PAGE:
UP NEXT

Michigan: The Wolverines play their third game of the week when they visit Minnesota on Sunday.

Maryland: The Terps host Penn State on Monday night.

 

Boum, Jones lead No. 13 Xavier over No. 19 UConn, 82-79

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STORRS, Conn. – Souley Boum scored 21 points, Colby Jones added 20 and No. 13 Xavier went on the road and held off No. 19 Connecticut 82-79 Wednesday night.

The win was the 13th in 14 games for the Musketeers (17-4, 9-1 Big East) and it gave them a season sweep over the struggling Huskies (16-6, 5-6).

Jack Nunge had 12 points and Jerome Hunter added 11 for Xavier, which led by 17 in the first half and 39-24 at halftime.

Jordan Hawkins scored 26 of his 28 points in the second half for UConn, leading a comeback that fell just short.

Tristen Newton added 23 points for the Huskies, who won their first 14 games this season but have dropped six of eight since.

The Musketeers never trailed but had to withstand UConn runs that cut the lead to a single point four times in the second half.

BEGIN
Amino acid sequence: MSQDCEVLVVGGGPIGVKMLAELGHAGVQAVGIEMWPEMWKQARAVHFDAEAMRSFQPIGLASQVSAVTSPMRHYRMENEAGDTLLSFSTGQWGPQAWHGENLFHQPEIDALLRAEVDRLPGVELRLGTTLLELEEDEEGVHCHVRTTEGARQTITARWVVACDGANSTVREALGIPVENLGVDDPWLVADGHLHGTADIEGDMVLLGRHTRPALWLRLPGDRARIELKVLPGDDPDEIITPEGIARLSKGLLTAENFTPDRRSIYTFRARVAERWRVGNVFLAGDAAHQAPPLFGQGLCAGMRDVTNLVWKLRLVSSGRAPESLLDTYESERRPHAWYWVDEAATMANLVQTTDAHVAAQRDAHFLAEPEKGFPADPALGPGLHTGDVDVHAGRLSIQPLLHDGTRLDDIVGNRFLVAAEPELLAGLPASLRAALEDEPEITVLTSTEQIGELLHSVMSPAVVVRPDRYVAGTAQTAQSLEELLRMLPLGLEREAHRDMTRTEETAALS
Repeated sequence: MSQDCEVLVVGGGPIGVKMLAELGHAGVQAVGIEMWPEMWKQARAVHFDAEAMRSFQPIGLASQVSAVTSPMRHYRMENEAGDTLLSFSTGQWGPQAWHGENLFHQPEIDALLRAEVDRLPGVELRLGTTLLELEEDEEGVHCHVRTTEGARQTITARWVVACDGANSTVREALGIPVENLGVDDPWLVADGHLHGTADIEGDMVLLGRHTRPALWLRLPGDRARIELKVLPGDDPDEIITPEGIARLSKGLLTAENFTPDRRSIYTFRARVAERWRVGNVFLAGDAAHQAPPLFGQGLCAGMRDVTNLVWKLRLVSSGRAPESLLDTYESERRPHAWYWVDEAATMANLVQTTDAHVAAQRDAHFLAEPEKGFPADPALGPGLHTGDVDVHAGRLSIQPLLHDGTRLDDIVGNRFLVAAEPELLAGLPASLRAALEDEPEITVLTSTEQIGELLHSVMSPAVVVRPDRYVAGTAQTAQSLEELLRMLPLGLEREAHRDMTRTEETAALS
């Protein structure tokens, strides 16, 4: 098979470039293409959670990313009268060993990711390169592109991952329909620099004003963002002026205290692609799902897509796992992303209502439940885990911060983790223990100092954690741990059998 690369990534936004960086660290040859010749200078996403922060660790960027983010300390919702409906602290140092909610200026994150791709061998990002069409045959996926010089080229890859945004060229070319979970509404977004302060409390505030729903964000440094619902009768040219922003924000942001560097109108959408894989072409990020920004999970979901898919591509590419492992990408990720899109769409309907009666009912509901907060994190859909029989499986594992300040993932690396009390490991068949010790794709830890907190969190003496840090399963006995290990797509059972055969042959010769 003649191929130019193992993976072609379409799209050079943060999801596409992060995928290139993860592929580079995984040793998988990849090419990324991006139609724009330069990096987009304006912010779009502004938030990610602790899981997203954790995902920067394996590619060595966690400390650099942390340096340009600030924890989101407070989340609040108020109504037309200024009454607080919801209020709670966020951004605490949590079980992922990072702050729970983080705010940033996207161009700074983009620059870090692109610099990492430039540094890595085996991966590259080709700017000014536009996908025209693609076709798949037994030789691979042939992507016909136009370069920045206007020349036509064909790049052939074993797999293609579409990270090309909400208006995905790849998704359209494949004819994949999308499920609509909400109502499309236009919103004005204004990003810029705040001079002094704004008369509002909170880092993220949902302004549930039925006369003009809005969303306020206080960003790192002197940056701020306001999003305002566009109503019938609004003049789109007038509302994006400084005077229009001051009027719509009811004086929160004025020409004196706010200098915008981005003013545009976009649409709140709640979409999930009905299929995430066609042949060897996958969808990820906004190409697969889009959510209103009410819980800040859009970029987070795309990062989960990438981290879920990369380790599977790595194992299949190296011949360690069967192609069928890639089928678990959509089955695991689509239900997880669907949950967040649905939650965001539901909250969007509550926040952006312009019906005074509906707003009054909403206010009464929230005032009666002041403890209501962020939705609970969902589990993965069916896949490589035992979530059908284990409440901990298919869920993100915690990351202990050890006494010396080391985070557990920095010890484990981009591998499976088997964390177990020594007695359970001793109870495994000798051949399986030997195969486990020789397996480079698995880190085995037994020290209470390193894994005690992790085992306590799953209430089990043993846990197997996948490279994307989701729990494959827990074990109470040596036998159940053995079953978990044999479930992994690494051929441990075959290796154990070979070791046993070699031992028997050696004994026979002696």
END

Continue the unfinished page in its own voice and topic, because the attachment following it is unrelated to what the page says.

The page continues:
A three-point play from Hawkins made it 78-77 with 2:40 left. But a second-chance layup from Nunge put the lead at 80-77 just over a minute later.

Newton was fouled with two seconds left by Desmond Claude, but his apparent attempt to miss his second free throw went into the basket.

Boum then hit two free throws at the other end, and Newton’s final attempt from just beyond halfcourt was well short.

Xavier jumped out to a 9-0 lead as UConn missed its first nine shots.

A 3-pointer from Zach Freemantle gave the Musketeers their first double-digit lead at 20-9, and another from Jones pushed it to 35-18.

BIG PICTURE

Xavier: The Musketeers lead the Big East, and the win over UConn was their ninth conference victory this season, eclipsing their total from last season.

UConn: The Huskies came in with a 17-game winning streak at Gampel Pavilion dating to February 2021. They fell to 1-4 against the four teams in front of them in the Big East standings. The lone win came at Gampel against Creighton.

UP NEXT

Xavier: The Musketeers continue their road trip with a visit to Creighton on Saturday.

UConn: Doesn’t play again until next Tuesday, when the Huskies visit DePaul.